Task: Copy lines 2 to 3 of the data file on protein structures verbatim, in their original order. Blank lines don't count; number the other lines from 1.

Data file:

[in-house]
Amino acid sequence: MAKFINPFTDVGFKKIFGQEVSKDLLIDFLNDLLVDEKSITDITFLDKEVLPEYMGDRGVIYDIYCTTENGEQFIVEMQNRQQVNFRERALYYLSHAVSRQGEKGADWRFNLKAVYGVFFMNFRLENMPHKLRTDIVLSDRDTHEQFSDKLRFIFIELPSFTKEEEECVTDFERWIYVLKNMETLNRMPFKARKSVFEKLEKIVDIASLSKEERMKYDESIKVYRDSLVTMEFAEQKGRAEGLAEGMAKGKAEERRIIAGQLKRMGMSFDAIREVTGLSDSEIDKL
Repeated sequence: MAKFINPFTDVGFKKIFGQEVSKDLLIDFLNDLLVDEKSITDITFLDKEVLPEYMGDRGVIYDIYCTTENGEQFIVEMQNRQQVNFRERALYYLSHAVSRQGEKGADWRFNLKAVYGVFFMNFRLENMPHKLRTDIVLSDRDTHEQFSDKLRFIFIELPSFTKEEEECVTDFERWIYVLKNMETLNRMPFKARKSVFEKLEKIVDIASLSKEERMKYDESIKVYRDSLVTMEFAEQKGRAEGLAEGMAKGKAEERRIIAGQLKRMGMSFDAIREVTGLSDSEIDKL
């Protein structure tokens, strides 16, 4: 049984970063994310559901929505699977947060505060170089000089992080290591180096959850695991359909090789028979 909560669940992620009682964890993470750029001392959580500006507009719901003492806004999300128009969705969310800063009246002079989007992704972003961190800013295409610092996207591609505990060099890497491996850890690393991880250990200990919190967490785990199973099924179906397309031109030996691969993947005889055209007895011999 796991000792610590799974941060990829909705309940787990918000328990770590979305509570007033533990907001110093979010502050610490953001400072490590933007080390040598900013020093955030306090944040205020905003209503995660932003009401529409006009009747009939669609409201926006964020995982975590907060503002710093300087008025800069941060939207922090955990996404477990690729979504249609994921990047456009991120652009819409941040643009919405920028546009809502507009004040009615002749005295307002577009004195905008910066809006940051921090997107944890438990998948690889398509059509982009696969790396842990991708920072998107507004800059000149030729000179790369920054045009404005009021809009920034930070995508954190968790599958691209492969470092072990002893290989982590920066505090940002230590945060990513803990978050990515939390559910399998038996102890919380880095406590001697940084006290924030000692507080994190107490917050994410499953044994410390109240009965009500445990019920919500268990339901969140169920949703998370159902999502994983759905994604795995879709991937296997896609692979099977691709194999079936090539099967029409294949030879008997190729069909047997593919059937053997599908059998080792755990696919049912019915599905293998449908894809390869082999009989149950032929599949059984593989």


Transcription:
Amino acid sequence: MAKFINPFTDVGFKKIFGQEVSKDLLIDFLNDLLVDEKSITDITFLDKEVLPEYMGDRGVIYDIYCTTENGEQFIVEMQNRQQVNFRERALYYLSHAVSRQGEKGADWRFNLKAVYGVFFMNFRLENMPHKLRTDIVLSDRDTHEQFSDKLRFIFIELPSFTKEEEECVTDFERWIYVLKNMETLNRMPFKARKSVFEKLEKIVDIASLSKEERMKYDESIKVYRDSLVTMEFAEQKGRAEGLAEGMAKGKAEERRIIAGQLKRMGMSFDAIREVTGLSDSEIDKL
Repeated sequence: MAKFINPFTDVGFKKIFGQEVSKDLLIDFLNDLLVDEKSITDITFLDKEVLPEYMGDRGVIYDIYCTTENGEQFIVEMQNRQQVNFRERALYYLSHAVSRQGEKGADWRFNLKAVYGVFFMNFRLENMPHKLRTDIVLSDRDTHEQFSDKLRFIFIELPSFTKEEEECVTDFERWIYVLKNMETLNRMPFKARKSVFEKLEKIVDIASLSKEERMKYDESIKVYRDSLVTMEFAEQKGRAEGLAEGMAKGKAEERRIIAGQLKRMGMSFDAIREVTGLSDSEIDKL